Not at first, when he first came in he was just another customer. Beth had just gotten out of a relationship with one of those pretty boys back home, who had a nasty temper and nastier right hook. She had taken it for years until one day, all the sorrys, all the jewels and flowers, the big bank account, was no longer enough reason to be a punching bag. Beth packed a few clothes, grabbed a few dollars and drove away. She drove for days until she came to rest in this town. The kind of town where people stopped their cars to let you cross the street. The kind of town where everyone knew everyone and folks said good morning and asked about you. The kind of town that Edgar Matthew Jones the Third would never be caught dead in. So Beth found a small place to call her own, and got this job at the coffee shop.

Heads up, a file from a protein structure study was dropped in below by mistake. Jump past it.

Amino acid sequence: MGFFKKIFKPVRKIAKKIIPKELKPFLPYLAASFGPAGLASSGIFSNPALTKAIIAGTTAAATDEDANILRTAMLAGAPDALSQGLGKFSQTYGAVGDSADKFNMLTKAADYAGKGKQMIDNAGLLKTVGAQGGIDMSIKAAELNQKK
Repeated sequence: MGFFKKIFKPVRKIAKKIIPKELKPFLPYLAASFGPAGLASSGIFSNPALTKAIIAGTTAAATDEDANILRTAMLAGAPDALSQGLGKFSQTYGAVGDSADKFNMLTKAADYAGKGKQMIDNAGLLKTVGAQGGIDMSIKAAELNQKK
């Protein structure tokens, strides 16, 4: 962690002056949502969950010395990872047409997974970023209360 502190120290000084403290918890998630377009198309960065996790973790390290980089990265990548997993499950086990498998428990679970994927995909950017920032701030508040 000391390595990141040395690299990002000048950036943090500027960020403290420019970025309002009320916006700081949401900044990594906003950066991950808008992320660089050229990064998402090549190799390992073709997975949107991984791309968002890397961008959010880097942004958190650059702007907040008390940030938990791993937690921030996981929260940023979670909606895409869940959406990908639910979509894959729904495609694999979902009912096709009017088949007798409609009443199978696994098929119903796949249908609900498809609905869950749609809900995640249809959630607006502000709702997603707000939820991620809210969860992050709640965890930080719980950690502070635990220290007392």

Having never been a waitress, she was grateful for the chance and after a few weeks of miss-orders and sore feet, become one of the better waitresses there.  She actually loved her job. To her, it was nothing more than feeding folks and chatting to them about their day, their hopes, how their families were doing. And the people asked about her. And seemed to care. Beth knew that some of em just wanted fodder for the rumor mill, but she didn’t care. She loved every minute of it. Plus, it was because of her job that she met Frank.